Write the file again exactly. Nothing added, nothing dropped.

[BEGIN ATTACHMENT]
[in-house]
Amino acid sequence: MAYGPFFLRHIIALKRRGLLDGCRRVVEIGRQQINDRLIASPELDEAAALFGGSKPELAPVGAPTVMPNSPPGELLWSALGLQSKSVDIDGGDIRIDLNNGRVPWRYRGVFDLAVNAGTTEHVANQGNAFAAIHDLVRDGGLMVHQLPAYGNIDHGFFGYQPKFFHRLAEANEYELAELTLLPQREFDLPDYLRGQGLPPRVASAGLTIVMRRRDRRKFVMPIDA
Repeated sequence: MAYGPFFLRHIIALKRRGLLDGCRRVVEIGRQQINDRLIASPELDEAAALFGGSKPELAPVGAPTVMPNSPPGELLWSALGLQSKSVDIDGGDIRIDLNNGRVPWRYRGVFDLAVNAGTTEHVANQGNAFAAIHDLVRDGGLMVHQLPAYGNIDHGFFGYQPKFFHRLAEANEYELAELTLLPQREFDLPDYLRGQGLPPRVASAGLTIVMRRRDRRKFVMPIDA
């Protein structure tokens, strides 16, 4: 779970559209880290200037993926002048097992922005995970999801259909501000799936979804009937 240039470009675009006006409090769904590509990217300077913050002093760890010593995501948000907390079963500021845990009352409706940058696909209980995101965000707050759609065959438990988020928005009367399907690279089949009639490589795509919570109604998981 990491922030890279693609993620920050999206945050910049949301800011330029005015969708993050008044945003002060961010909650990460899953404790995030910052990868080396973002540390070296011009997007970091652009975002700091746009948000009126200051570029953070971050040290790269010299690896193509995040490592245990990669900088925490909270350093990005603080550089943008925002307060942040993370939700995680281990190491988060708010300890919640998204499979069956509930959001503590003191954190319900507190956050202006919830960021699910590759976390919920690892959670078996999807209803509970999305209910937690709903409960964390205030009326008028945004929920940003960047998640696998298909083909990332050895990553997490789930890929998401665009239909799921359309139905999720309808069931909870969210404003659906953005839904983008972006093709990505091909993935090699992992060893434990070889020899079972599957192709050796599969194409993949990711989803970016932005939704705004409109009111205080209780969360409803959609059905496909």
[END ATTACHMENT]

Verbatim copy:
[in-house]
Amino acid sequence: MAYGPFFLRHIIALKRRGLLDGCRRVVEIGRQQINDRLIASPELDEAAALFGGSKPELAPVGAPTVMPNSPPGELLWSALGLQSKSVDIDGGDIRIDLNNGRVPWRYRGVFDLAVNAGTTEHVANQGNAFAAIHDLVRDGGLMVHQLPAYGNIDHGFFGYQPKFFHRLAEANEYELAELTLLPQREFDLPDYLRGQGLPPRVASAGLTIVMRRRDRRKFVMPIDA
Repeated sequence: MAYGPFFLRHIIALKRRGLLDGCRRVVEIGRQQINDRLIASPELDEAAALFGGSKPELAPVGAPTVMPNSPPGELLWSALGLQSKSVDIDGGDIRIDLNNGRVPWRYRGVFDLAVNAGTTEHVANQGNAFAAIHDLVRDGGLMVHQLPAYGNIDHGFFGYQPKFFHRLAEANEYELAELTLLPQREFDLPDYLRGQGLPPRVASAGLTIVMRRRDRRKFVMPIDA
């Protein structure tokens, strides 16, 4: 779970559209880290200037993926002048097992922005995970999801259909501000799936979804009937 240039470009675009006006409090769904590509990217300077913050002093760890010593995501948000907390079963500021845990009352409706940058696909209980995101965000707050759609065959438990988020928005009367399907690279089949009639490589795509919570109604998981 990491922030890279693609993620920050999206945050910049949301800011330029005015969708993050008044945003002060961010909650990460899953404790995030910052990868080396973002540390070296011009997007970091652009975002700091746009948000009126200051570029953070971050040290790269010299690896193509995040490592245990990669900088925490909270350093990005603080550089943008925002307060942040993370939700995680281990190491988060708010300890919640998204499979069956509930959001503590003191954190319900507190956050202006919830960021699910590759976390919920690892959670078996999807209803509970999305209910937690709903409960964390205030009326008028945004929920940003960047998640696998298909083909990332050895990553997490789930890929998401665009239909799921359309139905999720309808069931909870969210404003659906953005839904983008972006093709990505091909993935090699992992060893434990070889020899079972599957192709050796599969194409993949990711989803970016932005939704705004409109009111205080209780969360409803959609059905496909």